Our new Spring issue features an interview with Walter Mosley, best known for his Easy Rawlins crime series, who talks about detective fiction, black male heroes, and the literary fixation on legacy:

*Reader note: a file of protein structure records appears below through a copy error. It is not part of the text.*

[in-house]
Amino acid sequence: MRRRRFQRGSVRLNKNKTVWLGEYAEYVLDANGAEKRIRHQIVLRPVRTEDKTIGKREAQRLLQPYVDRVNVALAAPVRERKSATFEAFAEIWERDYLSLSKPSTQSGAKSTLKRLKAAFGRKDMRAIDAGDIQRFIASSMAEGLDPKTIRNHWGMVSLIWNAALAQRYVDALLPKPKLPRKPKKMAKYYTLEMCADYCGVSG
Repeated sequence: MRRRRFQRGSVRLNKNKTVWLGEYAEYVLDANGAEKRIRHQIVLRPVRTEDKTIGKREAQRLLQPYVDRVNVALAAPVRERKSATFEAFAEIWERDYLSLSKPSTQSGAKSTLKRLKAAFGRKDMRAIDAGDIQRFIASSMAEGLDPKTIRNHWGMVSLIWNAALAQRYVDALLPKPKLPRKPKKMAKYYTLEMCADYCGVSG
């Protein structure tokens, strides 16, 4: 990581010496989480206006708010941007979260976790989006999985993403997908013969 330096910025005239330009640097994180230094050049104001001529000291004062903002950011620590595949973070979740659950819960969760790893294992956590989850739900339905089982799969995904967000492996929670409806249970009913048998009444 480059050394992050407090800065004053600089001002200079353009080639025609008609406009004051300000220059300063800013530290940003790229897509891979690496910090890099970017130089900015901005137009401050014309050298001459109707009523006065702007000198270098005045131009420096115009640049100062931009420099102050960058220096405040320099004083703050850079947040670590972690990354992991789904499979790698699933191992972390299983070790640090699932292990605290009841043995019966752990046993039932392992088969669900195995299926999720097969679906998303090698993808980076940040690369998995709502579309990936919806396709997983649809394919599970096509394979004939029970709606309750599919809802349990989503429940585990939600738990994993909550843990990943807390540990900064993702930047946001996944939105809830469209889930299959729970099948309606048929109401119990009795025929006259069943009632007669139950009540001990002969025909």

At one point, there were very few writers—now there are so many of them. Those earlier writers were thinking about the future, and some of them even survived into the future, like Faulkner. But so what? It’s not like you’re a better writer than someone who is forgotten. Melville was completely forgotten, and then rediscovered in the twenties. What difference did that make to Melville? That idea, of trying to set yourself up for importance and legacy, to say, I’m the voice that speaks for this generation—who cares?